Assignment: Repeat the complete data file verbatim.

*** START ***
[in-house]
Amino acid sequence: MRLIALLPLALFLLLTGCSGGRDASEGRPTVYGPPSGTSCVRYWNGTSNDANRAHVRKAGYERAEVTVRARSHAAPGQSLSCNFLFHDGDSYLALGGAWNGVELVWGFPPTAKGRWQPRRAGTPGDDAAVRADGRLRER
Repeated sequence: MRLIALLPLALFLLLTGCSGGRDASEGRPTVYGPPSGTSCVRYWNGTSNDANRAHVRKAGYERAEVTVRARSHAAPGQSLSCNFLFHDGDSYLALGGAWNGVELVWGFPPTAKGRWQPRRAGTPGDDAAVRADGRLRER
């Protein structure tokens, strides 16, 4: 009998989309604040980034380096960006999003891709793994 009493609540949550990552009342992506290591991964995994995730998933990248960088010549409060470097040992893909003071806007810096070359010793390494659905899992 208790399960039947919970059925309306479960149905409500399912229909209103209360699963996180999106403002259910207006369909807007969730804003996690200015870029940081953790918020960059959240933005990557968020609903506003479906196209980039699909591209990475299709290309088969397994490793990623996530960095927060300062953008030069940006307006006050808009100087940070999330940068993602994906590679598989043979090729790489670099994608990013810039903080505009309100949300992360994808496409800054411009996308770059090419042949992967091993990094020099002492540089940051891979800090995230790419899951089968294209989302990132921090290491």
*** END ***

[in-house]
Amino acid sequence: MRLIALLPLALFLLLTGCSGGRDASEGRPTVYGPPSGTSCVRYWNGTSNDANRAHVRKAGYERAEVTVRARSHAAPGQSLSCNFLFHDGDSYLALGGAWNGVELVWGFPPTAKGRWQPRRAGTPGDDAAVRADGRLRER
Repeated sequence: MRLIALLPLALFLLLTGCSGGRDASEGRPTVYGPPSGTSCVRYWNGTSNDANRAHVRKAGYERAEVTVRARSHAAPGQSLSCNFLFHDGDSYLALGGAWNGVELVWGFPPTAKGRWQPRRAGTPGDDAAVRADGRLRER
């Protein structure tokens, strides 16, 4: 009998989309604040980034380096960006999003891709793994 009493609540949550990552009342992506290591991964995994995730998933990248960088010549409060470097040992893909003071806007810096070359010793390494659905899992 208790399960039947919970059925309306479960149905409500399912229909209103209360699963996180999106403002259910207006369909807007969730804003996690200015870029940081953790918020960059959240933005990557968020609903506003479906196209980039699909591209990475299709290309088969397994490793990623996530960095927060300062953008030069940006307006006050808009100087940070999330940068993602994906590679598989043979090729790489670099994608990013810039903080505009309100949300992360994808496409800054411009996308770059090419042949992967091993990094020099002492540089940051891979800090995230790419899951089968294209989302990132921090290491």